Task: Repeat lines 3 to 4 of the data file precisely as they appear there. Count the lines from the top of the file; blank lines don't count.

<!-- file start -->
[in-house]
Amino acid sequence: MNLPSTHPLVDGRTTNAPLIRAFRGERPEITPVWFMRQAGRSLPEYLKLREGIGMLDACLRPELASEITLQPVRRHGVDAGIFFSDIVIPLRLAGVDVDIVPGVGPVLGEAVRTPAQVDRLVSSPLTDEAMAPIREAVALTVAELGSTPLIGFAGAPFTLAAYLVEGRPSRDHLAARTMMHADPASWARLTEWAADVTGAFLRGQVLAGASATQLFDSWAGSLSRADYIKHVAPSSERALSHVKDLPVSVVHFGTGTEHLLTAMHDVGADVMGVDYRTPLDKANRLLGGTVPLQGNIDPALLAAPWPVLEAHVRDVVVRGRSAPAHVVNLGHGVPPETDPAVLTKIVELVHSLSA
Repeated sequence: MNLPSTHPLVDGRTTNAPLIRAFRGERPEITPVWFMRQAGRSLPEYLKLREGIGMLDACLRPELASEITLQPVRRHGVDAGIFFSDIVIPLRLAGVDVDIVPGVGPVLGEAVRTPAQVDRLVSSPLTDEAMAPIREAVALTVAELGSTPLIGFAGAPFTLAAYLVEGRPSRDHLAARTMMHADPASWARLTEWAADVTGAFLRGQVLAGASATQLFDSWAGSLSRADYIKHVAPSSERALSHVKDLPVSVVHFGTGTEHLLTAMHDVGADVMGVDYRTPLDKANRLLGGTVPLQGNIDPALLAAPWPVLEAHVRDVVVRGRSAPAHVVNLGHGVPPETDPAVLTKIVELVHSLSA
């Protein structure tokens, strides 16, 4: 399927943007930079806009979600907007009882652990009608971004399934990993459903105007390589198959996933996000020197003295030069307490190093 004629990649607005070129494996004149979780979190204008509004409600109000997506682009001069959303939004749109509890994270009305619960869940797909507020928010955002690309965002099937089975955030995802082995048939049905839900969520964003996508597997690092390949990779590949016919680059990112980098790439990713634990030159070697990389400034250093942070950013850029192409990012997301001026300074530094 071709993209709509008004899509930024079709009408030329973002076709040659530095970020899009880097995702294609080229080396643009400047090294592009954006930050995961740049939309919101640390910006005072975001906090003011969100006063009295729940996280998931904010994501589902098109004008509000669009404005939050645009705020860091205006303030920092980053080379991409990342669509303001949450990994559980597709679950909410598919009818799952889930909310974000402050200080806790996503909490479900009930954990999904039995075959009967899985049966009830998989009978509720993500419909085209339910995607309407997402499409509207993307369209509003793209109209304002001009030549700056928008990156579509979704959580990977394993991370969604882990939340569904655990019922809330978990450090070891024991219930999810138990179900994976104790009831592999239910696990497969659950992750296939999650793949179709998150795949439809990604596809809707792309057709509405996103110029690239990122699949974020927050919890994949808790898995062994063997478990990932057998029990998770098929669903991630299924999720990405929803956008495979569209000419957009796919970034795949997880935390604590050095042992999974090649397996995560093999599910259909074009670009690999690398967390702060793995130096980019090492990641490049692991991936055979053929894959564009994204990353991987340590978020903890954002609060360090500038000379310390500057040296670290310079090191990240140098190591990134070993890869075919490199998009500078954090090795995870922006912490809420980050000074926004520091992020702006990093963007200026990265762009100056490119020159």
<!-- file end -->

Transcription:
Repeated sequence: MNLPSTHPLVDGRTTNAPLIRAFRGERPEITPVWFMRQAGRSLPEYLKLREGIGMLDACLRPELASEITLQPVRRHGVDAGIFFSDIVIPLRLAGVDVDIVPGVGPVLGEAVRTPAQVDRLVSSPLTDEAMAPIREAVALTVAELGSTPLIGFAGAPFTLAAYLVEGRPSRDHLAARTMMHADPASWARLTEWAADVTGAFLRGQVLAGASATQLFDSWAGSLSRADYIKHVAPSSERALSHVKDLPVSVVHFGTGTEHLLTAMHDVGADVMGVDYRTPLDKANRLLGGTVPLQGNIDPALLAAPWPVLEAHVRDVVVRGRSAPAHVVNLGHGVPPETDPAVLTKIVELVHSLSA
């Protein structure tokens, strides 16, 4: 399927943007930079806009979600907007009882652990009608971004399934990993459903105007390589198959996933996000020197003295030069307490190093 004629990649607005070129494996004149979780979190204008509004409600109000997506682009001069959303939004749109509890994270009305619960869940797909507020928010955002690309965002099937089975955030995802082995048939049905839900969520964003996508597997690092390949990779590949016919680059990112980098790439990713634990030159070697990389400034250093942070950013850029192409990012997301001026300074530094 071709993209709509008004899509930024079709009408030329973002076709040659530095970020899009880097995702294609080229080396643009400047090294592009954006930050995961740049939309919101640390910006005072975001906090003011969100006063009295729940996280998931904010994501589902098109004008509000669009404005939050645009705020860091205006303030920092980053080379991409990342669509303001949450990994559980597709679950909410598919009818799952889930909310974000402050200080806790996503909490479900009930954990999904039995075959009967899985049966009830998989009978509720993500419909085209339910995607309407997402499409509207993307369209509003793209109209304002001009030549700056928008990156579509979704959580990977394993991370969604882990939340569904655990019922809330978990450090070891024991219930999810138990179900994976104790009831592999239910696990497969659950992750296939999650793949179709998150795949439809990604596809809707792309057709509405996103110029690239990122699949974020927050919890994949808790898995062994063997478990990932057998029990998770098929669903991630299924999720990405929803956008495979569209000419957009796919970034795949997880935390604590050095042992999974090649397996995560093999599910259909074009670009690999690398967390702060793995130096980019090492990641490049692991991936055979053929894959564009994204990353991987340590978020903890954002609060360090500038000379310390500057040296670290310079090191990240140098190591990134070993890869075919490199998009500078954090090795995870922006912490809420980050000074926004520091992020702006990093963007200026990265762009100056490119020159």